Forum: The Future Supply of Drinking Water in Maryland
By Gary Antonides, Chesapeake Environmental Protection Association
Do you know where your drinking water comes from when you turn on the tap, or how clean and safe it is to drink? Do you think it will always be plentiful and safe for your children and grandchildren and generations to follow?
In Maryland the drinking water supply is drawn from both surface water and groundwater sources. Each is currently stressed as a sustainable, safe source. In the coastal plain, roughly east of I-95, water is drawn from groundwater by municipal wells or private wells, in about 50-50 proportion. Water levels in the confined aquifers that are being pumped are dropping by about two feet per year.
The state has recently conducted a study of water age in the upper Patapsco aquifer. It was determined that the age of the water ranged from a few years old to over a million years old. This indicates that we are mining a natural resource that was deposited below the subsurface in the last ice age, and that the recharge mechanism is much slower than the rate of withdrawal.
As we are forced to draw water from deeper aquifers the quality of the water declines. Increased levels of iron and other mineral compounds are encountered. Local concentrations of radium, radon, and arsenic are currently present is some areas. Lower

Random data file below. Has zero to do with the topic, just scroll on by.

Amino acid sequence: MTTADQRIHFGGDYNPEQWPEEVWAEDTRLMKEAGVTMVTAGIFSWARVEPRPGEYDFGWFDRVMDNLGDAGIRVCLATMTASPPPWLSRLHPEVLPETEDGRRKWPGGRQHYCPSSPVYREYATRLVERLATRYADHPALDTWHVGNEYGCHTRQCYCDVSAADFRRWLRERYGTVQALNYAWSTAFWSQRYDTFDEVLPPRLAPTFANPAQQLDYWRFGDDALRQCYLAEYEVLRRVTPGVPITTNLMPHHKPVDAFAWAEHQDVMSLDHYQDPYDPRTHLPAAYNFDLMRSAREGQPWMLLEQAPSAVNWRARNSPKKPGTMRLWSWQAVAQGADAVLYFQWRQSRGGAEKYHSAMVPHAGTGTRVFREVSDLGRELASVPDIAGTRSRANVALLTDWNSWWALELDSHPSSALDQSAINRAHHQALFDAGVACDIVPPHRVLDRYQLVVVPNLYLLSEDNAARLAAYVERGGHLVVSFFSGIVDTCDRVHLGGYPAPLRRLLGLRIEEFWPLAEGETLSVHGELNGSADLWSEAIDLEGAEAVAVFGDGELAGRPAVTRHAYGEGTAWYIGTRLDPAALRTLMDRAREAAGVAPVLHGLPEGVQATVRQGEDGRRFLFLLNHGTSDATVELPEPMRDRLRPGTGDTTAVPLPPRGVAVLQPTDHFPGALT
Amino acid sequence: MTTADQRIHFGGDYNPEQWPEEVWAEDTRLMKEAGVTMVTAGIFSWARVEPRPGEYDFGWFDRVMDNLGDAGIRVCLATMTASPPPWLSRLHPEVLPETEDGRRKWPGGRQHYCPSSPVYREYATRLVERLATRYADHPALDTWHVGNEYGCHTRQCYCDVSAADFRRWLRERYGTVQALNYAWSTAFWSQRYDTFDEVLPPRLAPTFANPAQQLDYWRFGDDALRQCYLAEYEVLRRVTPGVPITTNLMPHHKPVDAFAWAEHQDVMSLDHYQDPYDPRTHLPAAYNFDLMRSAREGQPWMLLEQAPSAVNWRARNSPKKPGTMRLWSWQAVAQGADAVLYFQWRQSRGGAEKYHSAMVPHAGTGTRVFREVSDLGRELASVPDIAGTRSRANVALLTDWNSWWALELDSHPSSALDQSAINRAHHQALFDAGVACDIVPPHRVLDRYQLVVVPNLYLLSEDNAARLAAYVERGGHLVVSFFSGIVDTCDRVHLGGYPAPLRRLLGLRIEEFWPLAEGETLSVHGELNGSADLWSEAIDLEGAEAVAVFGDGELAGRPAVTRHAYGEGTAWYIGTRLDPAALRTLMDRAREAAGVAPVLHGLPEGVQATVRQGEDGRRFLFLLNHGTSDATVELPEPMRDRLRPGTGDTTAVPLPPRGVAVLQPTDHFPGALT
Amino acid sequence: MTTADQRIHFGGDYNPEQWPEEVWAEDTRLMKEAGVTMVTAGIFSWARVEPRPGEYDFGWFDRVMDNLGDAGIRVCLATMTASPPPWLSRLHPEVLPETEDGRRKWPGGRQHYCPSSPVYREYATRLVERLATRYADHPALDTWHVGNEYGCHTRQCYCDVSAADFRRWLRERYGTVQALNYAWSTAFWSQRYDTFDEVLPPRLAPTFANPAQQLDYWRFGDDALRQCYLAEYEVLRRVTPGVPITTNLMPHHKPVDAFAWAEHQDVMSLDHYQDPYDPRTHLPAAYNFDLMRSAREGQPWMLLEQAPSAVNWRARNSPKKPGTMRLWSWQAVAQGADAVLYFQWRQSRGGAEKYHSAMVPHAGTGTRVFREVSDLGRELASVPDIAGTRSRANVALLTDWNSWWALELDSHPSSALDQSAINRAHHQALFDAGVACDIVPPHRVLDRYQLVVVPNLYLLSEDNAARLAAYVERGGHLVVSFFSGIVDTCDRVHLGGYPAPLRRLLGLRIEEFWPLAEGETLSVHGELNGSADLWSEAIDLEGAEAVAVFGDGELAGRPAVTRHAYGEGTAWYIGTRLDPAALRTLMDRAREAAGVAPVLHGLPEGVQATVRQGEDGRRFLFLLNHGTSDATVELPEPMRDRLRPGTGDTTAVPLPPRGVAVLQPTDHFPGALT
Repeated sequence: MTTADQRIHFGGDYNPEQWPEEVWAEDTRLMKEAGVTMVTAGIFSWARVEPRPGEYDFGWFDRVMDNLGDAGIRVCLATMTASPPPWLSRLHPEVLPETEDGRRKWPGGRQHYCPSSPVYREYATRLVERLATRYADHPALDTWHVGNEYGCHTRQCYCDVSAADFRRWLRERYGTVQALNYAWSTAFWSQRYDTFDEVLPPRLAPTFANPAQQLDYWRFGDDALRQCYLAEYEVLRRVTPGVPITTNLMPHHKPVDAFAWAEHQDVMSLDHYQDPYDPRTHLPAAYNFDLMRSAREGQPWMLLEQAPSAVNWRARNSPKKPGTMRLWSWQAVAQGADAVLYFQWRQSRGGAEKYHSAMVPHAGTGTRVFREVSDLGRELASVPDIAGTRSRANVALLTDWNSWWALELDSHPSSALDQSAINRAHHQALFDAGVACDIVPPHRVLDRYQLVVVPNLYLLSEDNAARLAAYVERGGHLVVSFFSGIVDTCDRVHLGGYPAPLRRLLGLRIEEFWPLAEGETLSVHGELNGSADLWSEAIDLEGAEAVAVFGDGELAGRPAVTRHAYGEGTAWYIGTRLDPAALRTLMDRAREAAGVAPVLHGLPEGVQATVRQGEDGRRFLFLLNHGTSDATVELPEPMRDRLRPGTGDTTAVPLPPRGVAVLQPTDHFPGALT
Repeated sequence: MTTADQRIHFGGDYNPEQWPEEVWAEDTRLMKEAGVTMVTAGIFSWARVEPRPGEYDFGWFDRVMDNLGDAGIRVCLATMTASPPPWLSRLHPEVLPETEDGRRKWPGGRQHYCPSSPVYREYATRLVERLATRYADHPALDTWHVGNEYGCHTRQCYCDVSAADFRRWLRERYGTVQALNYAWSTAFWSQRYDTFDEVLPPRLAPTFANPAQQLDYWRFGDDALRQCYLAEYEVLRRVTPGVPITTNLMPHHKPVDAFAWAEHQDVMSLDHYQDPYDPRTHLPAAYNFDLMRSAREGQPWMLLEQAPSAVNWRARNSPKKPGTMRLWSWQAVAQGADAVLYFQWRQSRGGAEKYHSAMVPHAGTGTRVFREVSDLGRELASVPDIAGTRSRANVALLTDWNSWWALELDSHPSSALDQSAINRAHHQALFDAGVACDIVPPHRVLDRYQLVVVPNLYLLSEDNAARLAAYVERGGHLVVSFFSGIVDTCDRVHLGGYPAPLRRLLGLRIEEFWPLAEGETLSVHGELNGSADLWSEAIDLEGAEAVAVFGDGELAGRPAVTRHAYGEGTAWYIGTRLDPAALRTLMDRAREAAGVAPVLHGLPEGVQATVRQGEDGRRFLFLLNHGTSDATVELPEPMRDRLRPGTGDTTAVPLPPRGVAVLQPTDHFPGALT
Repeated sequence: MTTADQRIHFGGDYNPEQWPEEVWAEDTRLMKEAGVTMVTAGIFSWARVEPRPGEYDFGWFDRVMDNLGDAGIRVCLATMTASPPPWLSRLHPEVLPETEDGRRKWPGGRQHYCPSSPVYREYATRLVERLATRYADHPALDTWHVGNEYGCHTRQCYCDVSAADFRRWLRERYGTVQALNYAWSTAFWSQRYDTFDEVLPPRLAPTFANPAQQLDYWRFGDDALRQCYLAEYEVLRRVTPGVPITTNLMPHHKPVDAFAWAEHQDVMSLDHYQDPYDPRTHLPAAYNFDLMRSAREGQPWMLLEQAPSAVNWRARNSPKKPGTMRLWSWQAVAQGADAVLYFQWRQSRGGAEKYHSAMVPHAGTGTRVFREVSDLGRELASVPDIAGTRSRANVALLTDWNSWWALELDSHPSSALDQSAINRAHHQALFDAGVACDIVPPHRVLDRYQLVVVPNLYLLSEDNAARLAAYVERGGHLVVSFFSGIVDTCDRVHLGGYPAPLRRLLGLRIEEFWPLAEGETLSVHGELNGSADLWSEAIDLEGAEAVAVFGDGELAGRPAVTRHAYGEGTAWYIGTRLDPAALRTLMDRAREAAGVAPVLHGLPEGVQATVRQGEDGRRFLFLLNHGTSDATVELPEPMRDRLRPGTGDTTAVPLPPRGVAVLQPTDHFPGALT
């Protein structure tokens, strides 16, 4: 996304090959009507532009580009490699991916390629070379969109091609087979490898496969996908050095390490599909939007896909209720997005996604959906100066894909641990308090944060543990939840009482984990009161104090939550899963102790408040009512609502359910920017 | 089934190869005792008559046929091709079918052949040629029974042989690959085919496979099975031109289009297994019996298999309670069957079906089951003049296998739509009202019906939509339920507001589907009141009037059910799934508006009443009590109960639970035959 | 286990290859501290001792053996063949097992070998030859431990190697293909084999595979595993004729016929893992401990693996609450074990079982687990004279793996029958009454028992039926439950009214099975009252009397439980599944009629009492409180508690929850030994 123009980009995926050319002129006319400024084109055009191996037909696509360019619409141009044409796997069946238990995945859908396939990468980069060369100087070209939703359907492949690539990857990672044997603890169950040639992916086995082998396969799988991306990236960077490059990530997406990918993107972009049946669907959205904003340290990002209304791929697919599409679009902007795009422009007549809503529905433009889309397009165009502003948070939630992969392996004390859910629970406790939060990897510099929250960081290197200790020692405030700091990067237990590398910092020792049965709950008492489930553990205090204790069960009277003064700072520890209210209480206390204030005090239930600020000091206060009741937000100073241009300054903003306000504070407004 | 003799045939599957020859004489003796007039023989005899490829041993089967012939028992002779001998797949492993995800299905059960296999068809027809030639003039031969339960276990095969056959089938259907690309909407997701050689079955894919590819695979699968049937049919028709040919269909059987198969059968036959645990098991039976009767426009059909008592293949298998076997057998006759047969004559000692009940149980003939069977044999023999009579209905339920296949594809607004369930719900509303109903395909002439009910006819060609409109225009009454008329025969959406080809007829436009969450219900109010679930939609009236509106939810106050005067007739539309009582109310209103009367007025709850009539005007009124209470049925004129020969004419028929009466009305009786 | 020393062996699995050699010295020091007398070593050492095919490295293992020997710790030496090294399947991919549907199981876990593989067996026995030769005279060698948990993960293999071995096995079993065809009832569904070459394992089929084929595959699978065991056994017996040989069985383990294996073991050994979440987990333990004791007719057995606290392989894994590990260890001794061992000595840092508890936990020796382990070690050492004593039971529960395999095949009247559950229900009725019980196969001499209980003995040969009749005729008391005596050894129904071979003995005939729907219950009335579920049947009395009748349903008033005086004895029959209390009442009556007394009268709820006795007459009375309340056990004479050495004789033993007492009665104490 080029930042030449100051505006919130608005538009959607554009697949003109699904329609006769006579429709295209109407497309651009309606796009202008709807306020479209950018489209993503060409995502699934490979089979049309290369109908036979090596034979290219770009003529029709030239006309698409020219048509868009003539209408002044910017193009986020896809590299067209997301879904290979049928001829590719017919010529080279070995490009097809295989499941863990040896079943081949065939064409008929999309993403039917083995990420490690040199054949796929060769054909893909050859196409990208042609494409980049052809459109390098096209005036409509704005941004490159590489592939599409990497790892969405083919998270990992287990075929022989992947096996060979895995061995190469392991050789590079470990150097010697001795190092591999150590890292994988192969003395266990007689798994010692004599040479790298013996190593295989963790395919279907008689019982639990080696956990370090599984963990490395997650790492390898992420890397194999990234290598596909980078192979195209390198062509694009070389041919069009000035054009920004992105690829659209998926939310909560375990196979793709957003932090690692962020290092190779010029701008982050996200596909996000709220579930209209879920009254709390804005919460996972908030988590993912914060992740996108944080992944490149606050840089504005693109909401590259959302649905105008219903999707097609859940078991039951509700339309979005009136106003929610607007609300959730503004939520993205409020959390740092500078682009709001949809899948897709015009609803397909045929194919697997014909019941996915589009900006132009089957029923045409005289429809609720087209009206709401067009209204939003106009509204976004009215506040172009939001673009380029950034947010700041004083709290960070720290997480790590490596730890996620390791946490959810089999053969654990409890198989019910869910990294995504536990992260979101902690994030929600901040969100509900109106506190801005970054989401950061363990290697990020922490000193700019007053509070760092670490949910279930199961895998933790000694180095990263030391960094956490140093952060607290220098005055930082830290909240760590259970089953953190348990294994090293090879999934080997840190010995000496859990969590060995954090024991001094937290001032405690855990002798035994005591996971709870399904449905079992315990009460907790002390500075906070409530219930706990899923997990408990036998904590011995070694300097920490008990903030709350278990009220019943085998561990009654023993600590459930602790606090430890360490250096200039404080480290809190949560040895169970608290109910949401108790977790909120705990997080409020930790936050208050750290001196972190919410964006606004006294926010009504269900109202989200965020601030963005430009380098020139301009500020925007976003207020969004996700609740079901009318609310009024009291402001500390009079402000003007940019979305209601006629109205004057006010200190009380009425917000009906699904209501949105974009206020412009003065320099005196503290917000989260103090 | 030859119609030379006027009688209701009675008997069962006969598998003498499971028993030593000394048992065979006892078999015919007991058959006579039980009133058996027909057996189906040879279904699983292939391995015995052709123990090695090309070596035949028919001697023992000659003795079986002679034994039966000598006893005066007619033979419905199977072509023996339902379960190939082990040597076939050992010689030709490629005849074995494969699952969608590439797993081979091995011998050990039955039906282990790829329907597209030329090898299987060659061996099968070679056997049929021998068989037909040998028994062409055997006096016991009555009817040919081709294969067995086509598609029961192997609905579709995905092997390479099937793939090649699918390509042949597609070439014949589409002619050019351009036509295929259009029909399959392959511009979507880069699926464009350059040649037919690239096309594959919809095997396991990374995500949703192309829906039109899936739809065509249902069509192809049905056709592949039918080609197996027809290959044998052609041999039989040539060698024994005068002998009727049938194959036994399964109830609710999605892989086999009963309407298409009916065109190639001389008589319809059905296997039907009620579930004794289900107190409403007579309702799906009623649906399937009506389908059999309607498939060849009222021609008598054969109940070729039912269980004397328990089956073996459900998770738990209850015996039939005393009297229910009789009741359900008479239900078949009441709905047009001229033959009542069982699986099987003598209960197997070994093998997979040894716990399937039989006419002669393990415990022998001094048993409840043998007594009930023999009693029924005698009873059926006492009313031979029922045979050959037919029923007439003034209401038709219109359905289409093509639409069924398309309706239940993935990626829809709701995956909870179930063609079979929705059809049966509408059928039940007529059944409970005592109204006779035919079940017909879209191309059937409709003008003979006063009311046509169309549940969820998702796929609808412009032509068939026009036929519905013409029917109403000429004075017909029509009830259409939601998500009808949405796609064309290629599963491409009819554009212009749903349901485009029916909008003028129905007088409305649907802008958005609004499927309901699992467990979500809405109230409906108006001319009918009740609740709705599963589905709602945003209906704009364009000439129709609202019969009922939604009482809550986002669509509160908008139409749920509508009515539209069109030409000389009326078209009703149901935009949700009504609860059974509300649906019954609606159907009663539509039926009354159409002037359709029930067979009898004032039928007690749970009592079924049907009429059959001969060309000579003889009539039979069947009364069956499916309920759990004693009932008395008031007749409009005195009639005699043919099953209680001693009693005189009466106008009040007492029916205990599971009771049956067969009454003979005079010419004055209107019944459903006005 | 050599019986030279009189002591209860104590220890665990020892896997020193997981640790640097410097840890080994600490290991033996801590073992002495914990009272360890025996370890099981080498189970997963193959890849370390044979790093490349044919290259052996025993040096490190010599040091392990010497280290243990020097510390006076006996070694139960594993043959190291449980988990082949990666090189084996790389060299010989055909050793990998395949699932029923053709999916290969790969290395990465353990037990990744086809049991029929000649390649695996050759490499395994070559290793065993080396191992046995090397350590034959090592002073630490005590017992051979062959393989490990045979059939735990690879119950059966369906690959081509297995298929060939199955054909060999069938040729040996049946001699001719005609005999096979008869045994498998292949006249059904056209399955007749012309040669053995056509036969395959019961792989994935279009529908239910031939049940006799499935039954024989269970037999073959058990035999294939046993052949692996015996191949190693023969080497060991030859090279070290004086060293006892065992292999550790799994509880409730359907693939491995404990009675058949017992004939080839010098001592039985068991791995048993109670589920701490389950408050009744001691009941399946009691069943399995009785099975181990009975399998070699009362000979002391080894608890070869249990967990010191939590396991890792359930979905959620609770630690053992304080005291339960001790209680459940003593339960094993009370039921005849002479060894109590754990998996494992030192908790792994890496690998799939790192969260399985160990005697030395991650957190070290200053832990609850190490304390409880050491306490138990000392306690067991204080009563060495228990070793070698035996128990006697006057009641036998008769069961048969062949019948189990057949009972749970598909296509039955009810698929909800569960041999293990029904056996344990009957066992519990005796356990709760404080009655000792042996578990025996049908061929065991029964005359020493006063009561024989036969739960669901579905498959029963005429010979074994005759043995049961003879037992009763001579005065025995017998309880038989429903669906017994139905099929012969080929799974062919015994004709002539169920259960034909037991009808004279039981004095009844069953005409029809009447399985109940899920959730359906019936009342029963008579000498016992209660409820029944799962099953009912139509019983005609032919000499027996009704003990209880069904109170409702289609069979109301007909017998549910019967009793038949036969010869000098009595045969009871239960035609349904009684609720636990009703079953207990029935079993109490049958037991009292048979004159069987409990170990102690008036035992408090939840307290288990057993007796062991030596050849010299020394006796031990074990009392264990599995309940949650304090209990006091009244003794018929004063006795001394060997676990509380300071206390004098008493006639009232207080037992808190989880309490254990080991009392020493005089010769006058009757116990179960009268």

aquifer levels means reduced hydrostatic pressure, and hydrostatic pressure keeps salt water from back-flowing into the source water supply. Aquifers on Kent Island, Annapolis Neck, and Ocean City now show signs of salt water intrusion.
Add to this picture two additional considerations:
- Maryland’s population is steadily growing; an additional 10% is expected by 2030
- Climate change is real and already affecting rain events, droughts, and water demand
Clean water is a necessity for all. It should be considered as a natural resource. The State
should exercise the doctrine of public trust over water and manage it for quality and
sustainability. As in such cases the public needs to be informed to provide oversight. Absent
public involvement, decisions that will affect us all will be guided by special interests.
The Chesapeake Environmental Protection Association is concerned about these issues and
thinks you should be too. We invite you to attend our forum on Friday May 30, 2014 at 7:00 PM
at the Calvary United Methodist Church, 301 Rowe Blvd., Annapolis, just east of the Navy-
Marine Corps Stadium, to hear from experts and the individuals that are responsible for
managing and protecting groundwater resources in Maryland.
The featured speakers will be:
- Dr. Al Tucker, President Chesapeake Environmental Protection Association
- Saeid Kasraei, Director, Water Supply Program, Maryland Department of the Environment
- David Bolton, Chief Hydrologist, Maryland Geological Survey